• “The Phantom Decoy”: Ghosts #54 (May 1977, DC Comics)
  • “Invasion of the Spectral Swarm”: Ghosts #70 (November 1978, DC Comics)
  • “A Real Mother!”: House of Mystery #206 (September 1972, DC Comics)
  • “Man Without Fear”: House of Mystery #285 (October 1980, DC Comics)
  • “Slave of the Pharaoh”: House of Mystery #286 (November 1980, DC Comics)
  • “A Rift In the Veil”: House of Mystery #306 (July 1982, DC Comics)
  • “Who Goes There?”: House of Secrets #142 (October-November 1976, DC Comics)
  • “The Wheel of Karma”: Secrets of Haunted House #22 (March 1980, DC Comics)
  • “Die from Laughter”: Secrets of Haunted House #30 (November 1980, DC Comics)
  • “A Crutch in Time”: Secrets of Haunted House #39 (August 1981, DC Comics)
  • “Asteroid Treachery”: Time Warp #4 (April-May 1980, DC Comics)
  • “The Uncommon Cold”: Time Warp #4 (April-May 1980, DC Comics)
  • “Who’s That Sleeping in My Grave?”: The Unexpected #153 (December 1973, DC Comics)
  • “Trial By Error”: The Unexpected #158 (July-August 1974, DC Comics)
  • “Flight to Frenzy”: The Unexpected #182 (November-December 1977, DC Comics)
  • “The Dead Don’t Always Die”: The Unexpected #183 (January-February 1978, DC Comics)
  • “A Frightening Fish Story”: The Unexpected #187 (September-October 1978, DC Comics)
  • “Never Trust a Devil-Doll”: The Unexpected #196 (March 1980, DC Comics)
  • “Last Laugh of a Corpse”: The Unexpected #197 (April 1980, DC Comics)
  • “Summer Camp”: The Unexpected #200 (July 1980, DC Comics)
  • “Hang Your Head Down, Joe Mundy”: The Unexpected #203 (October 1980, DC Comics)
  • “Beware the Killer Clone”: The Unexpected #203 (October 1980, DC Comics)
  • “Ugly to Look At And Frightful to Know”: The Unexpected #206 (January 1981, DC Comics)
  • “An Evil Pair”: Weird Mystery Tales #8 (October-November 1973, DC Comics)
  • “The Curse of Zopyrus”: Weird War Tales #73 (March 1979, DC Comics)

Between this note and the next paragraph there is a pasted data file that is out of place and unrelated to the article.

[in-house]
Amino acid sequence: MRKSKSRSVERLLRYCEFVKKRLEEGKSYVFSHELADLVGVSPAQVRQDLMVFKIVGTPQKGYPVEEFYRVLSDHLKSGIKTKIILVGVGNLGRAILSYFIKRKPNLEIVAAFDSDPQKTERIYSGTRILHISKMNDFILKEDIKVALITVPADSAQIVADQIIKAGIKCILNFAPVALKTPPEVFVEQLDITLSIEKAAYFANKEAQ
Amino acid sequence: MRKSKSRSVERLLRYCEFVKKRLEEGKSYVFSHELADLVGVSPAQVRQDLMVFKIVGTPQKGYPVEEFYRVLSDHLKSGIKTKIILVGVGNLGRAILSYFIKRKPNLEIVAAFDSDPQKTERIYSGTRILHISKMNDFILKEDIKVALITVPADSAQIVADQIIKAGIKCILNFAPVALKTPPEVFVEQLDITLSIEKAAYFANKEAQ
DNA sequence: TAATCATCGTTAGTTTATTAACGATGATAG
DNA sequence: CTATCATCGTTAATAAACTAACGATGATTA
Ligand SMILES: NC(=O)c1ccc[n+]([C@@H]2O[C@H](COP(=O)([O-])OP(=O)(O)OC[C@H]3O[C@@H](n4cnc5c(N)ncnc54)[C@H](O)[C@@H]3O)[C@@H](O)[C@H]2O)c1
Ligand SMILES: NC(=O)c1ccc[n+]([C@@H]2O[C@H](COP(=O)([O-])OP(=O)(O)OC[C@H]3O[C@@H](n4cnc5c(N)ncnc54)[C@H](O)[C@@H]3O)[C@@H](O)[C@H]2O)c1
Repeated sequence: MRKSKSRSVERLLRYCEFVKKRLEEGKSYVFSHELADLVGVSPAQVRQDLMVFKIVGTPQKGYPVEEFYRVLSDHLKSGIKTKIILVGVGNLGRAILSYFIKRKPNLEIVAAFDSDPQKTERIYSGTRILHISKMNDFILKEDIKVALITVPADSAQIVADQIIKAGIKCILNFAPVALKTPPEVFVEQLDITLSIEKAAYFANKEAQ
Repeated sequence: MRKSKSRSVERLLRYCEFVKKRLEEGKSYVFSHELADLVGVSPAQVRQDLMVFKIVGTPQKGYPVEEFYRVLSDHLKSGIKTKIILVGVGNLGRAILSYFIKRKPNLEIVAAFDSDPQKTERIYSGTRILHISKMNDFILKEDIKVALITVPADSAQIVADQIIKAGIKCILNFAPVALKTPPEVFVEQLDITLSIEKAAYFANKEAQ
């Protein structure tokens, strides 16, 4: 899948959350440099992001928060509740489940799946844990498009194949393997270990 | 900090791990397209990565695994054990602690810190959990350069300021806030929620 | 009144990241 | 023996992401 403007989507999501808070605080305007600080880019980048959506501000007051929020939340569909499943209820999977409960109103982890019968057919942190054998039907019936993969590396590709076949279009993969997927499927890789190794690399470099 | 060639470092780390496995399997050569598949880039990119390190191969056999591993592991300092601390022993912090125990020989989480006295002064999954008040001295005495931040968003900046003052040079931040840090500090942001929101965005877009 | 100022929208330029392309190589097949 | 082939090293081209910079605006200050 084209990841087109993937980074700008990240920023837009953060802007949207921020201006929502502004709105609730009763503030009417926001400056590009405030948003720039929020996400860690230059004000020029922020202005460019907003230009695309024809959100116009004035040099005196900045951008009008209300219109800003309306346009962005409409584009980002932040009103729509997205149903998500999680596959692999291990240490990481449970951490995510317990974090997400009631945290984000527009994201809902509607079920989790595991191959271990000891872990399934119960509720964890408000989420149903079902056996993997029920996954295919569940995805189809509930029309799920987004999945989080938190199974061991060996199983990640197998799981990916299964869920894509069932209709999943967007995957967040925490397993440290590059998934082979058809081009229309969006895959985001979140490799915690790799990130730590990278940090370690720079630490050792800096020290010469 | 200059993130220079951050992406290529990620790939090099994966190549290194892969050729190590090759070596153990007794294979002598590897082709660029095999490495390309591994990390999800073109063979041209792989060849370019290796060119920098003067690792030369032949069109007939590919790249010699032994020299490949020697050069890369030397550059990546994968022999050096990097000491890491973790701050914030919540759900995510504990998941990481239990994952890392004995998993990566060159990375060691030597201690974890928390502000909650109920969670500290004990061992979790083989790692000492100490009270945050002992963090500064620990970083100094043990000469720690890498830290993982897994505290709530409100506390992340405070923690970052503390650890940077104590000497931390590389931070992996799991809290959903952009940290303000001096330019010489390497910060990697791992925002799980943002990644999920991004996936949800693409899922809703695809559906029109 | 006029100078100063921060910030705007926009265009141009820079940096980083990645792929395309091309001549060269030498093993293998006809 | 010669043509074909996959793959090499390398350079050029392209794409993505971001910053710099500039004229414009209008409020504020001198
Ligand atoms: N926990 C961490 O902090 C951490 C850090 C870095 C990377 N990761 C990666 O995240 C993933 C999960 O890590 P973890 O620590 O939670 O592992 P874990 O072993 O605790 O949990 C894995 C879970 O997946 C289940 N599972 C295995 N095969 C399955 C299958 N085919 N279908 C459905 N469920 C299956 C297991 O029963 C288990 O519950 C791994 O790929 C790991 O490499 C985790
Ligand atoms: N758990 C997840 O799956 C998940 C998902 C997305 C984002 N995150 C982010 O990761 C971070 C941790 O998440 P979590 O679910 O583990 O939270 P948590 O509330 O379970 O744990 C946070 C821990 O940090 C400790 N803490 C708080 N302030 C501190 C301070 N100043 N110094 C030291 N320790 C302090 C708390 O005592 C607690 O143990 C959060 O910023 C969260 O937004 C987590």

• “Devil’s Due”: Weird War Tales #84 (February 1980, DC Comics)
  • “The Fire Down Below”: Weird War Tales #91 (September 1980, DC Comics)
  • “The Devil’s Chessboard”: The Witching Hour #37 (December 1973, DC Comics)
  • “Jeanette by Candlefright”: The Witching Hour #53 (April 1975, DC Comics)
  • “Half a Killer is Better Than None”: The Witching Hour #66 (October-November 1976, DC Comics)
  • “The Humpty Dumpty Hobo”: The Witching Hour #70 (April 1977, DC Comics)
  • “Smile If It Kills You!”: The Witching Hour #76 (January 1978, DC Comics)
  • “A Charmed Life”: The Witching Hour #82 (July 1978, DC Comics)
  • “The Ace of Death”: The Witching Hour #84 (September 1978, DC Comics)
  • “Think Murder”: The Witching Hour #84 (September 1978, DC Comics)
  • “Our Subject for Tonight Is ‘Fear’”: The Witching Hour #85 (October 1978, DC Comics) [NOTE: Pencils only]

Ed Ramos

One of the first Filipino artists to work for DC Comics, Ed Ramos has a single American comics work to his credit, penciling a five-page story penned by John Albano for Secrets of Sinister House #6 (August/September 1972). The strip featured inking by fellow Filipino artist Mar Amongo.

There’s very little reliable biographical information on Ed Ramos online, and the name may very well be an alias.

Jess Ramos

Jess Ramos was already an accomplished komiks artist in the Philippines when he was hired in the early 1970s by DC Comics. Ramos got his start in the Filipino comics industry in the 1950s, making his reputation as a solid draftsman on historical dramas and romance serials. His sole American comics appearance, however, was in a DC horror title, penciling and inking an eight-page, Jack Oleck-penned story in Forbidden Tales of Dark Mansion #9 (January-February 1973):

After his brief dalliance with the American comics industry, Ramos continued on as a local komiks illustrator, with some of his more notable works being Tagalog-language comics adaptations of foreign novels such as Victor Hugo’s Les Miserables and Ernest Hemingway’s A Farewell to Arms.

Have Your Say
Your Name ↓
Your Email ↓
Your Website ↓
Tell us what you think of this story ↓
You can use these tags: <a href="" title=""> <abbr title=""> <acronym title=""> <b> <blockquote cite=""> <cite> <code> <del datetime=""> <em> <i> <q cite=""> <strike> <strong>
Advertisements

Connect With Us!
The Geeksverse on Instagram
Recent Comments